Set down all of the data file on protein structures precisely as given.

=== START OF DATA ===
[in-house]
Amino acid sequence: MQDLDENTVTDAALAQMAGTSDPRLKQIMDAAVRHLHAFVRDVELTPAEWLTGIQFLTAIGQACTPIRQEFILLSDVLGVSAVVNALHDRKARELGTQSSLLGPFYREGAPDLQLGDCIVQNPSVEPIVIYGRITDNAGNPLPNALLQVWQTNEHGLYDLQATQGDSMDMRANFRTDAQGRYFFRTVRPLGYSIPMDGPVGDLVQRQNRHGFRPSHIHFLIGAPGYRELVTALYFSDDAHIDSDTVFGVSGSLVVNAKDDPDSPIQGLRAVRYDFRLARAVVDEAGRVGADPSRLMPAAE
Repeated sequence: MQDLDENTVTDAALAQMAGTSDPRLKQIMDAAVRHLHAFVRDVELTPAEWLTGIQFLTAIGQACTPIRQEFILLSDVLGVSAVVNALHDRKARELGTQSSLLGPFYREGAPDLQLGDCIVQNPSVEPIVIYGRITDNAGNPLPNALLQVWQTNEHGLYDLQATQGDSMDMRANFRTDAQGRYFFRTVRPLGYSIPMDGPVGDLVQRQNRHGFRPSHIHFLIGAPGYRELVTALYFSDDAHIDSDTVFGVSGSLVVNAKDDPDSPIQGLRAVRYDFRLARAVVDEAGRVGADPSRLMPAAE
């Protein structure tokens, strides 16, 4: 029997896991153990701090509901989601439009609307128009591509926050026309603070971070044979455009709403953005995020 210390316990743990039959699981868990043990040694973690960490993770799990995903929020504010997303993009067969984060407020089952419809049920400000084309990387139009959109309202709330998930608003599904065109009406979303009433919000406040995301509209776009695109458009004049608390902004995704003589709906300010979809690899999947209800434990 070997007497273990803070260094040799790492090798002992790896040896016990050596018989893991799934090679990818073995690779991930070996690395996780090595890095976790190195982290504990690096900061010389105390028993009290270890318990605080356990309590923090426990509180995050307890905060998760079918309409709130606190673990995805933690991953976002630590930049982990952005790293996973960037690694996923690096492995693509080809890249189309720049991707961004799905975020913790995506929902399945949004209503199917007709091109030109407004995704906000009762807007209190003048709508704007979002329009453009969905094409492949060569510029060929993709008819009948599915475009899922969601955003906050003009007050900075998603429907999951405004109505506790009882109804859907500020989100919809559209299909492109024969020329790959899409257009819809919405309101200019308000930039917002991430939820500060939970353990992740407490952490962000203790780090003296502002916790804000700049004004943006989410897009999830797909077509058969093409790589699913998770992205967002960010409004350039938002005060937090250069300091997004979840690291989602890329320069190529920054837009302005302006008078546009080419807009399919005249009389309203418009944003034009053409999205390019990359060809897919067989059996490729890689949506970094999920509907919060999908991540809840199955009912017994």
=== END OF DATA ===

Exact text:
[in-house]
Amino acid sequence: MQDLDENTVTDAALAQMAGTSDPRLKQIMDAAVRHLHAFVRDVELTPAEWLTGIQFLTAIGQACTPIRQEFILLSDVLGVSAVVNALHDRKARELGTQSSLLGPFYREGAPDLQLGDCIVQNPSVEPIVIYGRITDNAGNPLPNALLQVWQTNEHGLYDLQATQGDSMDMRANFRTDAQGRYFFRTVRPLGYSIPMDGPVGDLVQRQNRHGFRPSHIHFLIGAPGYRELVTALYFSDDAHIDSDTVFGVSGSLVVNAKDDPDSPIQGLRAVRYDFRLARAVVDEAGRVGADPSRLMPAAE
Repeated sequence: MQDLDENTVTDAALAQMAGTSDPRLKQIMDAAVRHLHAFVRDVELTPAEWLTGIQFLTAIGQACTPIRQEFILLSDVLGVSAVVNALHDRKARELGTQSSLLGPFYREGAPDLQLGDCIVQNPSVEPIVIYGRITDNAGNPLPNALLQVWQTNEHGLYDLQATQGDSMDMRANFRTDAQGRYFFRTVRPLGYSIPMDGPVGDLVQRQNRHGFRPSHIHFLIGAPGYRELVTALYFSDDAHIDSDTVFGVSGSLVVNAKDDPDSPIQGLRAVRYDFRLARAVVDEAGRVGADPSRLMPAAE
């Protein structure tokens, strides 16, 4: 029997896991153990701090509901989601439009609307128009591509926050026309603070971070044979455009709403953005995020 210390316990743990039959699981868990043990040694973690960490993770799990995903929020504010997303993009067969984060407020089952419809049920400000084309990387139009959109309202709330998930608003599904065109009406979303009433919000406040995301509209776009695109458009004049608390902004995704003589709906300010979809690899999947209800434990 070997007497273990803070260094040799790492090798002992790896040896016990050596018989893991799934090679990818073995690779991930070996690395996780090595890095976790190195982290504990690096900061010389105390028993009290270890318990605080356990309590923090426990509180995050307890905060998760079918309409709130606190673990995805933690991953976002630590930049982990952005790293996973960037690694996923690096492995693509080809890249189309720049991707961004799905975020913790995506929902399945949004209503199917007709091109030109407004995704906000009762807007209190003048709508704007979002329009453009969905094409492949060569510029060929993709008819009948599915475009899922969601955003906050003009007050900075998603429907999951405004109505506790009882109804859907500020989100919809559209299909492109024969020329790959899409257009819809919405309101200019308000930039917002991430939820500060939970353990992740407490952490962000203790780090003296502002916790804000700049004004943006989410897009999830797909077509058969093409790589699913998770992205967002960010409004350039938002005060937090250069300091997004979840690291989602890329320069190529920054837009302005302006008078546009080419807009399919005249009389309203418009944003034009053409999205390019990359060809897919067989059996490729890689949506970094999920509907919060999908991540809840199955009912017994």